The World's Most Useful
Gem & Jewelry Monthly Newsletter
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Usable Gems... and a little opinion.
Semi Precious Gem Stone
Semi precious gem stone... what exactly is it? How
precious is precious, and at what point does it become only semi precious?
The Merriam-Webster Online Dictionary defines precious as:
1 : of great value or high price
2 : highly esteemed or cherished
Many jewelers (and even a few gem stone dealers) tend to
define a semi precious gem stone by that first definition.
In their world only a diamond, sapphire, ruby, and emerald
are precious. All other gems are "only semi precious."
Some other jewelers will expand their view of the precious gems category
to include tanzanite and tsavorite. Again, this is based on price.
I much prefer the second of Webster's definitions. By this
definition all gems are precious.
A gem stone is generally (and loosely) defined within the
A stone that is rare, beautiful, and durable.
Most gem dealers never use the terms semi precious gem
stone or precious gem stone.
Diamond dealers usually specialize in the diamond field, and
only occasionally buy or sell a colored gem.
Colored gem stone dealers deal primarily in the other
gems, collectively known as, you guessed it... colored gem stones.
So we tend to think and operate in terms of diamonds
and colored gem stones, rather than precious and semi precious gems.
Some gem dealers specialize within the broad colored stone
field. A specific dealer may trade only in sapphire, ruby, and emerald. Others
may specialize in tanzanite, or amethyst, or pearls, or another gem.
And just to throw in another wrinkle... not all colored
stones are stones. Pearls, amber, and a few other colored gem stones are
When you think of gem stones by Webster's second
definition, that is as highly esteemed or cherished items, all gem
stones are precious.
Below is a press release from the
International Colored Gemstone Association...
Corundum Discoveries Reported in Madagascar
New York, July 27, 2005
ICA Ambassador to Madagascar, Tom Cushman,
reports that Madagascar is once again the site of new corundum discoveries. Word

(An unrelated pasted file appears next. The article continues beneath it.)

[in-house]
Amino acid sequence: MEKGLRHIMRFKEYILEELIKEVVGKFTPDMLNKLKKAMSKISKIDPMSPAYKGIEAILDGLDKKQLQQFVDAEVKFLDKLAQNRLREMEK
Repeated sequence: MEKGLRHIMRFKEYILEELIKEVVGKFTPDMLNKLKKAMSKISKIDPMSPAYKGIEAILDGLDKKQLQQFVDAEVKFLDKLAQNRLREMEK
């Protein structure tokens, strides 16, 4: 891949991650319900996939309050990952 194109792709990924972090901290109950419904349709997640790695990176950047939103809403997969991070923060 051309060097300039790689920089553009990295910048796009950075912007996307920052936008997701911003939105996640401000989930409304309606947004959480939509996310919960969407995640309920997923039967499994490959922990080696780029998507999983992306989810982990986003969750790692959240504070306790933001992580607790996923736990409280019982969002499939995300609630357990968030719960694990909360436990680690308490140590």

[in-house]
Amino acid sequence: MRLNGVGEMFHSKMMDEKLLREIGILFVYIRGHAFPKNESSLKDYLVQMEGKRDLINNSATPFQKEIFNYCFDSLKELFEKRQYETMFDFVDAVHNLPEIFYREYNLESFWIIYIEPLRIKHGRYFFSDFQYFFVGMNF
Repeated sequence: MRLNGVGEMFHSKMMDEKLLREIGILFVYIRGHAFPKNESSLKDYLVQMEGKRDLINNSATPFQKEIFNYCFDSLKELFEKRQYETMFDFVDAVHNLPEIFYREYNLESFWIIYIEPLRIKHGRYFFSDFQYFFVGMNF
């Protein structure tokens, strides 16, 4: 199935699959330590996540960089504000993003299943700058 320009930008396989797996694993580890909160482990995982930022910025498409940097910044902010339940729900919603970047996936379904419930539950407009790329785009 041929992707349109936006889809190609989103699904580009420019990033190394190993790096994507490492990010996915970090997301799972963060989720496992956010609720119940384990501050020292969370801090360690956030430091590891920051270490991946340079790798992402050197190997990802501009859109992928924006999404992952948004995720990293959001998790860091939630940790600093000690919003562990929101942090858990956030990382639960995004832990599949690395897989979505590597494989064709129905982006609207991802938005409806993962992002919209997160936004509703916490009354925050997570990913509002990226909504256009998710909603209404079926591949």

has been out on a discovery of a new source for a very rich color pink sapphire
since last December and now Cushman reports that a new ruby discovery was found
in the Andilamena mining district.
Andilamena has produced ruby since 2000 and is most recently famous for the
“ruby star” material so often being lead glass filled. For the first two
years the Andilamena rubies were mined from the riverbed and adjacent banks. In
late 2003/early 2004 shaft mining reached the level of the primary deposit of
the “ruby star”. The March find was the primary deposit of another type of
ruby being found in Andilamena. This ruby is usually small, dark red,
well-formed, hexagonal platelets. “This deposit contains much more gem quality
material than the “ruby star” and should be appearing in quantity in the
marketplace right about now”, stated Cushman.
Another new corundum find about 100 km south of Mahajunga was recently reported,
however, its quality and quantity were not appraised at the time of this report.
ICA member Vincent Pardieu, director of the Asian Institute of Gemological
Sciences Laboratory in Bangkok, and member of the ICA Communications Committee,
is currently in the field in Madagascar visiting the new finds and studying the
gem material found. He has plans to publish his findings when he returns from
his tour of Madagascar and other mining areas in Africa.
Cushman reports that Ilakaka/Sakaraha is still producing in quantity but the
industry has matured a great deal since the big rush a few years ago. Reports
from the Service des Mines state large quantities of both pink and blue sapphire
are being exported from the Ilakaka region.
Speaking about the mining situation in Madagascar Cushman said, “There seems
to be no end in sight for new corundum deposits and production”.
Tom is a longtime gem
dealer who has been living and working in Madagascar for several years.
We see and visit with
Tom at the Tucson Shows each year. We've also bought gem rough from him. We have
in stock several nice morganite gems from this rough.
Tom was planning to
retire as a gem trader after last February's show and lead the development of a
gem cutting industry in Madagascar.
Tom is one of the goodguys.
We wish him well, and hope to see him in Tucson in 2006.
This is maybe the slowest time of the year for jewelry
sales. Birthdays and anniversaries are about all that's driving
But, you should be busy. Now is the time to build
inventory. The holiday season will be here by the time you take a little
vacation and get your inventory built up again.
After all, most guys buying for "her" prefer to
choose a piece of finished goods from your inventory, rather than have you
make up a custom piece for them.
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